as the Peruvians called them. In Tiahuanaco, where the creation, or rather manufacture of men took place, the creator turned many sinners into stones. The sun was made in the shape of a man, and, as he soared into heaven, he called out in a friendly fashion to Manco Ccapac, the ideal first Inca, "Look upon me as thy father, and worship me as thy father." In these fables the creator is called Pachyachachi, "Teacher of the World." According to Christoval, the creator and his sons were "eternal and unchangeable," but it is impossible to say how far these philosophic ideas are due to Christian influences. Among the Canaris men descend from the survivor of the deluge, and a beautiful bird with the face of a woman, a siren in fact, but known better to ornithologists as a macaw. "The chief cause," says the good Christoval, "of these fables was ignorance of God."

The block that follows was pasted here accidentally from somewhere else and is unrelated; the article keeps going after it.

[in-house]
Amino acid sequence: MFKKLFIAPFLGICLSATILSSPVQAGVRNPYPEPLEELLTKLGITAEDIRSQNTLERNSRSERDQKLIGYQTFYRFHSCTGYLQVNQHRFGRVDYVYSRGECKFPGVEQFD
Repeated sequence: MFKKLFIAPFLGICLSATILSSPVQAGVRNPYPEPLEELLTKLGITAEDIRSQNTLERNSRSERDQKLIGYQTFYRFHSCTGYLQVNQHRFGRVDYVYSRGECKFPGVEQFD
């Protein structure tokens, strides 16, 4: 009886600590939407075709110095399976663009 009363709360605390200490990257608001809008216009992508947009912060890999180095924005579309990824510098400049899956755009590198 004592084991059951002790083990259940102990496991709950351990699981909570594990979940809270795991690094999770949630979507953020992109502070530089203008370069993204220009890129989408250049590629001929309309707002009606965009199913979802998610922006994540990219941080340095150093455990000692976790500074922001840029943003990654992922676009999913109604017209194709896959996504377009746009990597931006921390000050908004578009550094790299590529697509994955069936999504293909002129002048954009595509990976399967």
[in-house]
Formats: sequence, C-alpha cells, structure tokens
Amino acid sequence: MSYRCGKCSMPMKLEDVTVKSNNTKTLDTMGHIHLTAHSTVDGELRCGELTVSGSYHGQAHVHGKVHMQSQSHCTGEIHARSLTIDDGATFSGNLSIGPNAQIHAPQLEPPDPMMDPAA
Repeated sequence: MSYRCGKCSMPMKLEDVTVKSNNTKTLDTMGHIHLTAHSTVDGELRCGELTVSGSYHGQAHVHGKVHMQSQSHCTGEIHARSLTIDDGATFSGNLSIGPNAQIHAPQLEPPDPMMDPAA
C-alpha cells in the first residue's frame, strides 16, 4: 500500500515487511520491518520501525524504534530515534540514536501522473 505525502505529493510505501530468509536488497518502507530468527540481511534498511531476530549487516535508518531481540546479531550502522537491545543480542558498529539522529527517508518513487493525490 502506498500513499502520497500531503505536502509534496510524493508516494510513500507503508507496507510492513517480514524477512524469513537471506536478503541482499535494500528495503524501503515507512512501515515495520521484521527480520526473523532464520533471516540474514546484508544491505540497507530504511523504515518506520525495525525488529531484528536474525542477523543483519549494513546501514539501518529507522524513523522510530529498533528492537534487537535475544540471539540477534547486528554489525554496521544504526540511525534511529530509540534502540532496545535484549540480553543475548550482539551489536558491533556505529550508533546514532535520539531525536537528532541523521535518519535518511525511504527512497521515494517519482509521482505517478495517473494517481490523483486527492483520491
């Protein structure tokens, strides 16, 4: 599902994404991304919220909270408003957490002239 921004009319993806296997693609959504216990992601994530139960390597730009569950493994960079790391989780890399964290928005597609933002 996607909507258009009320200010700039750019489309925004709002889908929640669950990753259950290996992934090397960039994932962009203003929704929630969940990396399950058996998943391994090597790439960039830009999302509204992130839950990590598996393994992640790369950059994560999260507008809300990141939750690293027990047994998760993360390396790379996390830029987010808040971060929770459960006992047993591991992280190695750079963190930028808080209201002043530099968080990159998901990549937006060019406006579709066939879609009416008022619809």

The story, as told by Cieza de Leon, runs thus:—A white man of great stature (in fact, "a magnified non-natural man") came into the world, and gave life to beasts and human beings. His name was Ticiviracocha, and he was called the Father of the Sun. There are likenesses of him in the temple, and he was regarded as a moral teacher. It was owing, apparently, to this benevolent being that four mysterious brothers and sisters emerged from a cave,—Children of the Sun, fathers of the Incas, teachers of savage men. Their own conduct, however, was not exemplary, and they shut up in a hole in the earth the brother of whom they were jealous. This incident is even more